Cesar Orozco and Kamarata Jazz made “No Limits For Tumbao” out of nothing but love. Their Latin jazz fusion makes a difference.
Cesar Orozco and Kamarata Jazz made “No Limits For Tumbao” out of nothing but love. Their Latin jazz fusion makes a difference.
Leonardo Rodriguez and Manuel Gonzalez Ruiz, photo used with permission

César Orozco and Kamarata Jazz’s music is hard to pin down. There’s a little of everything in the 10 extensive tracks: Cuban, Venezuelan, and jazz music all rolled into one unique sound with a pulse.

Who is this guy? Orozco’s more than another jazz piano player looking for an in with the mainstream music company. He’s a deeply imaginative, crazy brilliant fusion artist who wields his instrument with equal flair in three of the toughest music styles to conquer. Born to both a Cuban and Venezuelan heritage, Orozco arrived in the States only three short years ago on a full tuition assistantship from the John Hopkins University’s Peabody Institute, so he could graduate with a jazz piano major. Oh, he conducts and plays violin too, compliments of Havana’s National School of Arts.

Multi-Grammy-winning saxophonist Paquito D’Rivera once said of Orozco: “Cesar Orozco manages to make the best combination between Cuban, jazz and Venezuelan music I ever heard.” That’s exactly what you hear on this new vocal and instrumental mix, No Limits For Tumbao, out since August 1, 2015.

Orozco’s compositions were so promising at one point that DownBeat recognized him in 2014 with a student music award for Orozcojam out in 2010 with Kamarata Jazz.

No Limits For Tumbao is Orozco and Kamarata Jazz’s third major album. Orozco wrote most of the songs. He included a few from the two countries he came from, “Galeron,” based on Venezuelan folklore and “Para Ti Nengon (Nengón),” Cuban folk. He also co-produced the album with Kamarata Jazz bassist Rodner Padilla.

Other musicians in on the fun: drummer Euro Zambrano, percussionist Francisco Vielma, and the nine guest stars, including D’Rivera, vocalist/percussionist Pedrito Martinez, and saxophonist Yosvanny Terry.

No matter what these musicians play, and they play the gamut, Orozco makes sure they do it with style and swing.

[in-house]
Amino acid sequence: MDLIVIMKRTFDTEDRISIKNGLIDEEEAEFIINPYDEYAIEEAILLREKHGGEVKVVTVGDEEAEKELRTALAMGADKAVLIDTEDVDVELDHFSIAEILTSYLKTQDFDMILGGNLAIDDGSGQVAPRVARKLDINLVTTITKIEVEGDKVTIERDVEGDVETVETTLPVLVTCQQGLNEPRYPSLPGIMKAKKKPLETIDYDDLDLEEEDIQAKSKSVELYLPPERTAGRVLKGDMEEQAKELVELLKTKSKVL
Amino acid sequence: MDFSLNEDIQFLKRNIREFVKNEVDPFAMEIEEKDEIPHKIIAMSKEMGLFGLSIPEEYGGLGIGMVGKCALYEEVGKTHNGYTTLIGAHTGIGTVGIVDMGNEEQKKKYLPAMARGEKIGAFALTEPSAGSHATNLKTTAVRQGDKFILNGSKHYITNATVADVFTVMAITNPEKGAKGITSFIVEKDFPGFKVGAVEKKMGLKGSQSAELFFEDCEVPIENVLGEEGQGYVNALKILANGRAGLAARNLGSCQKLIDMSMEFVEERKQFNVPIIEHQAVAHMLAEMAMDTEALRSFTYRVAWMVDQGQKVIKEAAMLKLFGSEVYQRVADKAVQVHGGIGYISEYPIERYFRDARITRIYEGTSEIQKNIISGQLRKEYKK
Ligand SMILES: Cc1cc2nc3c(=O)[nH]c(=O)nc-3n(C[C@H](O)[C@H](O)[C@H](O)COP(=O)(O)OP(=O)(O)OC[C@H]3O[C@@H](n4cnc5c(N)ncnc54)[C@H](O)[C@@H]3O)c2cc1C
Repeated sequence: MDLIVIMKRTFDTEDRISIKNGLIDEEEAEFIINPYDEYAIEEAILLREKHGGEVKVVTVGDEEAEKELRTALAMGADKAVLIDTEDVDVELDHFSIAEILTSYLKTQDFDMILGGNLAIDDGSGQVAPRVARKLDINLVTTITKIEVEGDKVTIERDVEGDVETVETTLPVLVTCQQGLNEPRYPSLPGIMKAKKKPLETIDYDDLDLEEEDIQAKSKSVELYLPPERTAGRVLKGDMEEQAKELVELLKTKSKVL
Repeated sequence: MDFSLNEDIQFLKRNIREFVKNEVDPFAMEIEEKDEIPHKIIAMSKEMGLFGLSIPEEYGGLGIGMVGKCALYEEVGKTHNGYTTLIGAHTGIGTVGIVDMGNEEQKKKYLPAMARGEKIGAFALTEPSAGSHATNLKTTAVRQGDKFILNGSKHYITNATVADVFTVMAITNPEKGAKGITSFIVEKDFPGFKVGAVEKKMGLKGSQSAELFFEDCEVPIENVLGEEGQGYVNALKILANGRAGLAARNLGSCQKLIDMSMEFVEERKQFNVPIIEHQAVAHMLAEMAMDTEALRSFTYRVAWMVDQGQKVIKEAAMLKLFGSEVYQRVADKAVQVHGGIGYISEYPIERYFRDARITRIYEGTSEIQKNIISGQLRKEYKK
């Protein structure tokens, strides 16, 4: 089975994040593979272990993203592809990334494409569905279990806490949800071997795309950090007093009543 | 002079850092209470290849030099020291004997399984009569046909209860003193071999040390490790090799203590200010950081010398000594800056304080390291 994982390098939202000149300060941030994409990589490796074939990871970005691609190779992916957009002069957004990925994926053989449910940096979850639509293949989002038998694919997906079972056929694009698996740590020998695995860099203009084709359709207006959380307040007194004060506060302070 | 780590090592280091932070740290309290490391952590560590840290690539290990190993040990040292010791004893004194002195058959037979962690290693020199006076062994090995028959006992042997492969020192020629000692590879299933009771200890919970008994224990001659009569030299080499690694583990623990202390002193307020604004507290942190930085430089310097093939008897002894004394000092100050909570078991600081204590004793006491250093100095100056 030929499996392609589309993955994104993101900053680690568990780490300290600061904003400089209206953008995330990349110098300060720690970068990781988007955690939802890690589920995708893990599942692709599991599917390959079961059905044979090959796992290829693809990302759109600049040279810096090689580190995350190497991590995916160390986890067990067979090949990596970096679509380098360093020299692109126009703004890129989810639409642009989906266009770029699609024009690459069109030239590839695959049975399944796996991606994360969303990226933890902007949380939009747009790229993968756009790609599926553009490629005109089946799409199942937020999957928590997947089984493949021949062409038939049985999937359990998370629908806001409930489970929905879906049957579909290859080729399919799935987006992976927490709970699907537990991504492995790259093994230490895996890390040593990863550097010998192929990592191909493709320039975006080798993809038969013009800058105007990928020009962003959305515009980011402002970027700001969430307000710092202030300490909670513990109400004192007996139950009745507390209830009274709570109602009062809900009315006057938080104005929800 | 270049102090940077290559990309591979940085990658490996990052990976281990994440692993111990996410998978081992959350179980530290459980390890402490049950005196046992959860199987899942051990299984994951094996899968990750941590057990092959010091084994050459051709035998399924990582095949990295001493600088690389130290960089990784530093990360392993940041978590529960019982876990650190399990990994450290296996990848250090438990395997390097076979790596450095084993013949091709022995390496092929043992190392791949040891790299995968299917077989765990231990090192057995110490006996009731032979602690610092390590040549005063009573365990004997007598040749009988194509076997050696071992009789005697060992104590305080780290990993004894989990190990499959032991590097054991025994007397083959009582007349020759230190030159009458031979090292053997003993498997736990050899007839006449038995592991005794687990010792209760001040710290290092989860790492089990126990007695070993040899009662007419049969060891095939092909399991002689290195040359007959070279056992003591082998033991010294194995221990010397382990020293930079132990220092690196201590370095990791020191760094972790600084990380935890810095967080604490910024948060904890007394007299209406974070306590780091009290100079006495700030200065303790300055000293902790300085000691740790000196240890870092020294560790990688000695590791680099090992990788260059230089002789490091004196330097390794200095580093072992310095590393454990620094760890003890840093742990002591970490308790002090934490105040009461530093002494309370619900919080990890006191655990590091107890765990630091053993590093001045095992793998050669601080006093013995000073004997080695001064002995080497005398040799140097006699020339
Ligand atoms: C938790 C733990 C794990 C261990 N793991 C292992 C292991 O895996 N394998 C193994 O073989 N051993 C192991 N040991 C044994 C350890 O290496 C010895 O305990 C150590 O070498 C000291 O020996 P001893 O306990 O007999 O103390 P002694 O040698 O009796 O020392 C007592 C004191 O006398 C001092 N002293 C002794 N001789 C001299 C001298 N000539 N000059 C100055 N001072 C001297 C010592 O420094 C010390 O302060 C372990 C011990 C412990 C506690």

“This album adds new ingredients to the mix of Venezuelan music, Cuban music, and jazz I’ve been doing for a number of years — for example, Changüí and Nengón, Cuban folkloric genres that both originated in the eastern part of the island,” Orozco explained in a release. “The first has a great rhythmic complexity, but a strong danceable spirit. The second could represent the clearest forerunner of Cuban Son. For me, Nengón also has personal significance since my father, musicologist Danilo Orozco, was the one who brought it to light for the very first time through his research in the early ‘80s, embodied in the album, Antología Integral del Son. On the Venezuelan side, although I have previously recorded Joropos, this is the first time I have composed one, which besides the jazz influence, has the characteristic beat and refrain of the eastern Venezuelan Joropo. You will also hear a Venezuelan Merengue with a Cuban Montuno, a funk style song adorned with Afro-Venezuelan drums, and a Cuban-flavored ballad, among other things. In the end, my goal is to transmit emotions through the music and show that there are absolutely ‘No Limits For Tumbao.’”

To get into the nitty-gritty of every little tweak and muster would be a lesson in futility. There is just too much going on. Orozco isn’t exaggerating, though. He reaches his lofty goal with every comprehensive song on the roster, filling every crevice with reimagined timing and culturally borrowed and influenced styles, until there is no Venezuelan or Cuban music, but just Orozco-inspired, global jazz with a pulse.

Others have split jazz into fusions. But Orozco takes his jazz fusion to a whole other level. He is the next Danilo Pérez for real, but always with a firm grasp of the endlessly fascinating, trippy groove.

Take “Jorozco (Joropo).” Orozco and his musicians trip through a Herbie Hancock electronic jazz rumble with a reverb bass-slapping Level 42 vibe on a nearly prog-rock floater. And that’s just in the first few minutes. All his.

Orozco incorporates diverse voices in “Para Ti Nengon” and “La Rumba Esta Buena” for an authentic cultural experience. A child leads the way in “Para Ti Nengon (Changui),” as the pianist follows, slowly becoming more ornate in his solo interpretation after laughing in delight. “La Rumba Esta Buena” brings in a Cuban party, one guest at a time until the entire song is a room full of revelers mouthing off to a contrarian percussive-piano beat.

Do not miss this band’s CD release concerts, live at Subrosa New York September 29, 8 p.m. and 10 p.m., and at the O’Callaghan’s Annapolis Hotel for the Joe Byrd Jazz Series. The concerts are a part of an upcoming tour.